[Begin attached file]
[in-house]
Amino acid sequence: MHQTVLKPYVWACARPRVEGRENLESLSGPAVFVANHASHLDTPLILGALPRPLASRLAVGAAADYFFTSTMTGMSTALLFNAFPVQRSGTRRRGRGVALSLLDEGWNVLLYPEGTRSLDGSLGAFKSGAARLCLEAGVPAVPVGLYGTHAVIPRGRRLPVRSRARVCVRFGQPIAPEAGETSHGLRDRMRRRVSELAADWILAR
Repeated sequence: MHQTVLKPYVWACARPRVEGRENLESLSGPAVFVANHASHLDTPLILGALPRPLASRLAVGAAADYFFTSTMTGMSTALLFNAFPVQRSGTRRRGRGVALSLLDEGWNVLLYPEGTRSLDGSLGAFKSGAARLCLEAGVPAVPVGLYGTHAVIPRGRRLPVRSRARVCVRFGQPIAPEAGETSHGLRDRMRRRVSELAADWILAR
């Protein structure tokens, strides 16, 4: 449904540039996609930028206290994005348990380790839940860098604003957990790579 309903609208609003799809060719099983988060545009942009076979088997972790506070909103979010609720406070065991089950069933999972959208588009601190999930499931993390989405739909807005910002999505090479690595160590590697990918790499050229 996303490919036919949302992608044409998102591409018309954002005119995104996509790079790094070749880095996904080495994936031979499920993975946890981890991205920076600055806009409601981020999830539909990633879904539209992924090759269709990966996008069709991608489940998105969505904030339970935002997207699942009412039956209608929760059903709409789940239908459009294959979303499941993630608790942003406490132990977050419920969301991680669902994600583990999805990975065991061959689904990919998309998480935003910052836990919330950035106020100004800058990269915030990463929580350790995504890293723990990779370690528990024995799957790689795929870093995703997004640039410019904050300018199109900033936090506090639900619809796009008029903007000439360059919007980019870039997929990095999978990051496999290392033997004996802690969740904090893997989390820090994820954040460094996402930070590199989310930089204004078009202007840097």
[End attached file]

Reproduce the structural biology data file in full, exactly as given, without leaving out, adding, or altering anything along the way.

[in-house]
Amino acid sequence: MHQTVLKPYVWACARPRVEGRENLESLSGPAVFVANHASHLDTPLILGALPRPLASRLAVGAAADYFFTSTMTGMSTALLFNAFPVQRSGTRRRGRGVALSLLDEGWNVLLYPEGTRSLDGSLGAFKSGAARLCLEAGVPAVPVGLYGTHAVIPRGRRLPVRSRARVCVRFGQPIAPEAGETSHGLRDRMRRRVSELAADWILAR
Repeated sequence: MHQTVLKPYVWACARPRVEGRENLESLSGPAVFVANHASHLDTPLILGALPRPLASRLAVGAAADYFFTSTMTGMSTALLFNAFPVQRSGTRRRGRGVALSLLDEGWNVLLYPEGTRSLDGSLGAFKSGAARLCLEAGVPAVPVGLYGTHAVIPRGRRLPVRSRARVCVRFGQPIAPEAGETSHGLRDRMRRRVSELAADWILAR
């Protein structure tokens, strides 16, 4: 449904540039996609930028206290994005348990380790839940860098604003957990790579 309903609208609003799809060719099983988060545009942009076979088997972790506070909103979010609720406070065991089950069933999972959208588009601190999930499931993390989405739909807005910002999505090479690595160590590697990918790499050229 996303490919036919949302992608044409998102591409018309954002005119995104996509790079790094070749880095996904080495994936031979499920993975946890981890991205920076600055806009409601981020999830539909990633879904539209992924090759269709990966996008069709991608489940998105969505904030339970935002997207699942009412039956209608929760059903709409789940239908459009294959979303499941993630608790942003406490132990977050419920969301991680669902994600583990999805990975065991061959689904990919998309998480935003910052836990919330950035106020100004800058990269915030990463929580350790995504890293723990990779370690528990024995799957790689795929870093995703997004640039410019904050300018199109900033936090506090639900619809796009008029903007000439360059919007980019870039997929990095999978990051496999290392033997004996802690969740904090893997989390820090994820954040460094996402930070590199989310930089204004078009202007840097």